Verb – Insulate
Inside the word “insulate,” you can see the Latin word for “island:” insula.
Literally speaking, to insulate something is to turn it into an island: to surround it with water.
More abstractly, to insulate things or people is to detach them from other people or places: to set them apart from others, separating them from other parts of the real world, as if they’re on an island.
And more concretely, of course, to insulate things is to protect them so that they can’t be reached by outside forces, like heat, cold, noise, or electricity.
Part of speech:
verb, the transitive kind: “They’ve insulated him from the dangers of the real world.”
Other common forms:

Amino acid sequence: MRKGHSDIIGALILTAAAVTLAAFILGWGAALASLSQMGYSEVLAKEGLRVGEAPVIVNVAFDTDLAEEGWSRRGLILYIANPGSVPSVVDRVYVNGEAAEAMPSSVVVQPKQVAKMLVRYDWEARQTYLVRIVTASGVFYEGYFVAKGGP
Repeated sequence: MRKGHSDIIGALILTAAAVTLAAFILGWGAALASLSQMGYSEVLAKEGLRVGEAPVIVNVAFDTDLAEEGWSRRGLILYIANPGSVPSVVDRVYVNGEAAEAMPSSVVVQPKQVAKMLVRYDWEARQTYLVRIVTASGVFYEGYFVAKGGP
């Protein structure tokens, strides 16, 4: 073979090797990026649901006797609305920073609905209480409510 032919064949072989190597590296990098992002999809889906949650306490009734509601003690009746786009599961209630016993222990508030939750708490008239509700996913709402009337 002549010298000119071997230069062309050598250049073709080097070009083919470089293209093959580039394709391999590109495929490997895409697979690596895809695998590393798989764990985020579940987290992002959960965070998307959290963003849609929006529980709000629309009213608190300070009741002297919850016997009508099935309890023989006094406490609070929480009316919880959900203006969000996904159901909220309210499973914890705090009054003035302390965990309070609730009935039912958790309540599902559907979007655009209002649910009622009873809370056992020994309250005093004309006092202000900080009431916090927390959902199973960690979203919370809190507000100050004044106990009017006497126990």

insulated, insulating, insulation, insulative.
how to use it:
Although we often talk literally about insulated gloves, jackets, coffee mugs, lunch boxes, etc., in this issue, we’ll focus on figurative usage.
Talk about people, places, decisions, and situations that insulate people–often from bad consequences, or from the surrounding reality. “He’s been homeschooled, insulated from the pressures of public school.” “Their small village is insulated from technological changes.” “Her wealth has insulated her from the ordinary stress of scraping by.”
“Before her recent success in the American entertainment industry…Ms. Chopra was already one of Bollywood’s most popular celebrities. It hasn’t insulated her from backlash and criticism in India.”
— Arit John, New York Times, 13 August 2019
“According to [Neomi] Rao, … if the House attempts to probe the president’s alleged wrongdoing on any basis other than impeachment, he is insulated from its demands.”
— Mark Joseph Stern, Slate, 11 October 2019